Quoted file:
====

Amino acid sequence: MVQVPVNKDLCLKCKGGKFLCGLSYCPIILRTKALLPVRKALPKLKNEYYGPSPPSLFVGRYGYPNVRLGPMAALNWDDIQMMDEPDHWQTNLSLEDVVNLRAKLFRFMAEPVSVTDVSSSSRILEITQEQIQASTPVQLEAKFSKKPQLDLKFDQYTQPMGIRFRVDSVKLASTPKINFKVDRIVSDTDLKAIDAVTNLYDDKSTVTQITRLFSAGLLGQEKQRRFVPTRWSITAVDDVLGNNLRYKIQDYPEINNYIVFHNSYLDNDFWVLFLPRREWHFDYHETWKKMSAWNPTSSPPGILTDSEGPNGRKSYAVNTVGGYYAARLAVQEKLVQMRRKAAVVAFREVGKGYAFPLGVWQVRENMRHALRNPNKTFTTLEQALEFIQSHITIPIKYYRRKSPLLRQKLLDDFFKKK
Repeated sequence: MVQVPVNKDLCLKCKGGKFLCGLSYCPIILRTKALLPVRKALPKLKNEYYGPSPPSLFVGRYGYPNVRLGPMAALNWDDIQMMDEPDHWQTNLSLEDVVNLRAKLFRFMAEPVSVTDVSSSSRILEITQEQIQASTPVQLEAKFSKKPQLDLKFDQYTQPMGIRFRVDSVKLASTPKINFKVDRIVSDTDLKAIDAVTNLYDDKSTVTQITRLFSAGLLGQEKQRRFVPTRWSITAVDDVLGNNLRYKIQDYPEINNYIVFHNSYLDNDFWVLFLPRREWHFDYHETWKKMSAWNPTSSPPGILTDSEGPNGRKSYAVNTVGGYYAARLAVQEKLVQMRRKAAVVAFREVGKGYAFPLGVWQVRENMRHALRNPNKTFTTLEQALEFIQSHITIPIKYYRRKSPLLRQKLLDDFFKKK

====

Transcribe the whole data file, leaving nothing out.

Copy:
Amino acid sequence: MVQVPVNKDLCLKCKGGKFLCGLSYCPIILRTKALLPVRKALPKLKNEYYGPSPPSLFVGRYGYPNVRLGPMAALNWDDIQMMDEPDHWQTNLSLEDVVNLRAKLFRFMAEPVSVTDVSSSSRILEITQEQIQASTPVQLEAKFSKKPQLDLKFDQYTQPMGIRFRVDSVKLASTPKINFKVDRIVSDTDLKAIDAVTNLYDDKSTVTQITRLFSAGLLGQEKQRRFVPTRWSITAVDDVLGNNLRYKIQDYPEINNYIVFHNSYLDNDFWVLFLPRREWHFDYHETWKKMSAWNPTSSPPGILTDSEGPNGRKSYAVNTVGGYYAARLAVQEKLVQMRRKAAVVAFREVGKGYAFPLGVWQVRENMRHALRNPNKTFTTLEQALEFIQSHITIPIKYYRRKSPLLRQKLLDDFFKKK
Repeated sequence: MVQVPVNKDLCLKCKGGKFLCGLSYCPIILRTKALLPVRKALPKLKNEYYGPSPPSLFVGRYGYPNVRLGPMAALNWDDIQMMDEPDHWQTNLSLEDVVNLRAKLFRFMAEPVSVTDVSSSSRILEITQEQIQASTPVQLEAKFSKKPQLDLKFDQYTQPMGIRFRVDSVKLASTPKINFKVDRIVSDTDLKAIDAVTNLYDDKSTVTQITRLFSAGLLGQEKQRRFVPTRWSITAVDDVLGNNLRYKIQDYPEINNYIVFHNSYLDNDFWVLFLPRREWHFDYHETWKKMSAWNPTSSPPGILTDSEGPNGRKSYAVNTVGGYYAARLAVQEKLVQMRRKAAVVAFREVGKGYAFPLGVWQVRENMRHALRNPNKTFTTLEQALEFIQSHITIPIKYYRRKSPLLRQKLLDDFFKKK